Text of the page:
Thursday, March 21, 2013

Tree Thursday

South Florida Slash Pine
Pinus elliottii var. densa

The South Florida Slash Pine or Dade County Pine as it’s known by some, only grows south of Orlando.  It is one of only two native pines in South Florida, the other being the Sand Pine.  The South Florida Slash doesn’t grow quite as tall as its North Florida relative.  Typical mature height is around 50 to 55 feet but does have a wider, spreading crown.  One of the favorite sites for the South Florida Slash Pine to grow was the Dade County Rocklands.   Unfortunately, most of those stands of pines were destroyed by Hurricane Andrew. 

The wood on the old growth South Florida Slash Pine is very dense, hence “var. densa.”  It is so dense in fact that I’ve heard you can’t drive a nail in it and must drill a hole first.  The wood is also touted as being termite proof.  Most of the historical homes in South Florida were made from this wood.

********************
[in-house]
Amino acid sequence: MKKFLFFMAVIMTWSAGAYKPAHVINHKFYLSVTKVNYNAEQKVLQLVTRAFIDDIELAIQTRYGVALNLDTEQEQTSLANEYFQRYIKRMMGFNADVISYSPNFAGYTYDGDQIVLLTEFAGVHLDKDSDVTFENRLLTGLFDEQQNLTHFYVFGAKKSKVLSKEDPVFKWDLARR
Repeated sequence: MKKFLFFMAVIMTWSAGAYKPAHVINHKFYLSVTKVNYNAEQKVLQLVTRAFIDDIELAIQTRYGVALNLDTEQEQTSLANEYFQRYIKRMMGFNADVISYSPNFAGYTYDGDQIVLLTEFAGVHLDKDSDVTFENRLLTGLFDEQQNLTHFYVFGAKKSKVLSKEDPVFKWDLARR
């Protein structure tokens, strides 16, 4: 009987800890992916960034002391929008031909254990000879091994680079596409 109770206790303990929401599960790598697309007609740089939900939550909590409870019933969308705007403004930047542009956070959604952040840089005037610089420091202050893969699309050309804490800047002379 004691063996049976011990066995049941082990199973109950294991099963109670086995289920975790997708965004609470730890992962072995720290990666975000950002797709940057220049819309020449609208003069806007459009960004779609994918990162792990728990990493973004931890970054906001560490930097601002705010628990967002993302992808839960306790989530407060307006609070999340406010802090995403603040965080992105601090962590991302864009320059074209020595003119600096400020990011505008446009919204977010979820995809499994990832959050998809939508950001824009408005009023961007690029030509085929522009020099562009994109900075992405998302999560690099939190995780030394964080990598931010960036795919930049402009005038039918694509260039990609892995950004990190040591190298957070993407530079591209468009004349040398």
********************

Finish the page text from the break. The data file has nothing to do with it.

The South Florida Slash Pine is better adapted to frequent fires than the North Florida variety.  The South Florida Slash Pine seedling goes through what is called a “grass stage” where it looks more like a tuft of grass and can stay this way for years.  In this stage the bud is insulated by all the needles from fire damage. 

South Florida Slash Pines are very sensitive to disturbance and soil compaction so they don’t handle development well.  Due to hurricanes and development, South Florid Slash Pines are becoming rarer and rarer.  You can see some great specimens in Fort Lauderdale’s Holiday Park. 

Drought Tolerance:      High
Salt Tolerance:            High
Growth Rate:              Medium to fast (once out of grass stage)